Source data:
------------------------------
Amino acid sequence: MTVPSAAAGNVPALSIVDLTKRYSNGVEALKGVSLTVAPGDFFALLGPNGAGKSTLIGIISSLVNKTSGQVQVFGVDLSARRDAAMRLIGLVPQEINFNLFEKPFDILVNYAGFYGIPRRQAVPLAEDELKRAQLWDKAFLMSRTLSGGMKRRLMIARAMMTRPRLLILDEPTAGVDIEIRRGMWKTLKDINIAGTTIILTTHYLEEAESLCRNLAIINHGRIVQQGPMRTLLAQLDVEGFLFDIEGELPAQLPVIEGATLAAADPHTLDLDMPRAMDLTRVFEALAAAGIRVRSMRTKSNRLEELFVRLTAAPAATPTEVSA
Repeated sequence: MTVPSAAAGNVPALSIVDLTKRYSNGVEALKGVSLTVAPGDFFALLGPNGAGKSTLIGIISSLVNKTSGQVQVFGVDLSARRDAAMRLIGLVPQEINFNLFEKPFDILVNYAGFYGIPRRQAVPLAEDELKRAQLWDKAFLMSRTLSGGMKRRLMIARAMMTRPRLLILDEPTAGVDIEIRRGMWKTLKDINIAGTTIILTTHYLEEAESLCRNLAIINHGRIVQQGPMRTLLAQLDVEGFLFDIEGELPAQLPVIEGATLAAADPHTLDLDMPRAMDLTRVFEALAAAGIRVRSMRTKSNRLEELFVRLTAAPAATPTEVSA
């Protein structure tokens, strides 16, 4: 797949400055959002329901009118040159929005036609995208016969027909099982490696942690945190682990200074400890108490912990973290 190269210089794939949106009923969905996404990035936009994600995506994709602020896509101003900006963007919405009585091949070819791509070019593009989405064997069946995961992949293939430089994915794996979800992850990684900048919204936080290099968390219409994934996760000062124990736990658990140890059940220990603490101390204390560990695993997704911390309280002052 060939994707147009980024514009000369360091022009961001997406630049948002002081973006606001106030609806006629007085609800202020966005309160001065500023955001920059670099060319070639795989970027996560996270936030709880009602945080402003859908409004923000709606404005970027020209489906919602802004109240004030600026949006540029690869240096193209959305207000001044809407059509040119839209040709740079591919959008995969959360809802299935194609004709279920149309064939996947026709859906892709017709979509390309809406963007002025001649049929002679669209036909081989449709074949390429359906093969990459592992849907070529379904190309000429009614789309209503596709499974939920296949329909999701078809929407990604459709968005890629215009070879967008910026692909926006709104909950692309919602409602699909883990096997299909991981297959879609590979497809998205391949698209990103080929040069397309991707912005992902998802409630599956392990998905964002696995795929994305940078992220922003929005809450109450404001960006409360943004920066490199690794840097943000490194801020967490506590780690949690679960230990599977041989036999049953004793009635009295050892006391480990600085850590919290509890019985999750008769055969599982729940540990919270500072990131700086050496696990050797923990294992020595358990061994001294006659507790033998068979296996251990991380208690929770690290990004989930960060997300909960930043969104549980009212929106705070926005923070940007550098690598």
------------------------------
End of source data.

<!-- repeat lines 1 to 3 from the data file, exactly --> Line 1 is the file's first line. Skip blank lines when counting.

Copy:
Amino acid sequence: MTVPSAAAGNVPALSIVDLTKRYSNGVEALKGVSLTVAPGDFFALLGPNGAGKSTLIGIISSLVNKTSGQVQVFGVDLSARRDAAMRLIGLVPQEINFNLFEKPFDILVNYAGFYGIPRRQAVPLAEDELKRAQLWDKAFLMSRTLSGGMKRRLMIARAMMTRPRLLILDEPTAGVDIEIRRGMWKTLKDINIAGTTIILTTHYLEEAESLCRNLAIINHGRIVQQGPMRTLLAQLDVEGFLFDIEGELPAQLPVIEGATLAAADPHTLDLDMPRAMDLTRVFEALAAAGIRVRSMRTKSNRLEELFVRLTAAPAATPTEVSA
Repeated sequence: MTVPSAAAGNVPALSIVDLTKRYSNGVEALKGVSLTVAPGDFFALLGPNGAGKSTLIGIISSLVNKTSGQVQVFGVDLSARRDAAMRLIGLVPQEINFNLFEKPFDILVNYAGFYGIPRRQAVPLAEDELKRAQLWDKAFLMSRTLSGGMKRRLMIARAMMTRPRLLILDEPTAGVDIEIRRGMWKTLKDINIAGTTIILTTHYLEEAESLCRNLAIINHGRIVQQGPMRTLLAQLDVEGFLFDIEGELPAQLPVIEGATLAAADPHTLDLDMPRAMDLTRVFEALAAAGIRVRSMRTKSNRLEELFVRLTAAPAATPTEVSA
């Protein structure tokens, strides 16, 4: 797949400055959002329901009118040159929005036609995208016969027909099982490696942690945190682990200074400890108490912990973290 190269210089794939949106009923969905996404990035936009994600995506994709602020896509101003900006963007919405009585091949070819791509070019593009989405064997069946995961992949293939430089994915794996979800992850990684900048919204936080290099968390219409994934996760000062124990736990658990140890059940220990603490101390204390560990695993997704911390309280002052 060939994707147009980024514009000369360091022009961001997406630049948002002081973006606001106030609806006629007085609800202020966005309160001065500023955001920059670099060319070639795989970027996560996270936030709880009602945080402003859908409004923000709606404005970027020209489906919602802004109240004030600026949006540029690869240096193209959305207000001044809407059509040119839209040709740079591919959008995969959360809802299935194609004709279920149309064939996947026709859906892709017709979509390309809406963007002025001649049929002679669209036909081989449709074949390429359906093969990459592992849907070529379904190309000429009614789309209503596709499974939920296949329909999701078809929407990604459709968005890629215009070879967008910026692909926006709104909950692309919602409602699909883990096997299909991981297959879609590979497809998205391949698209990103080929040069397309991707912005992902998802409630599956392990998905964002696995795929994305940078992220922003929005809450109450404001960006409360943004920066490199690794840097943000490194801020967490506590780690949690679960230990599977041989036999049953004793009635009295050892006391480990600085850590919290509890019985999750008769055969599982729940540990919270500072990131700086050496696990050797923990294992020595358990061994001294006659507790033998068979296996251990991380208690929770690290990004989930960060997300909960930043969104549980009212929106705070926005923070940007550098690598």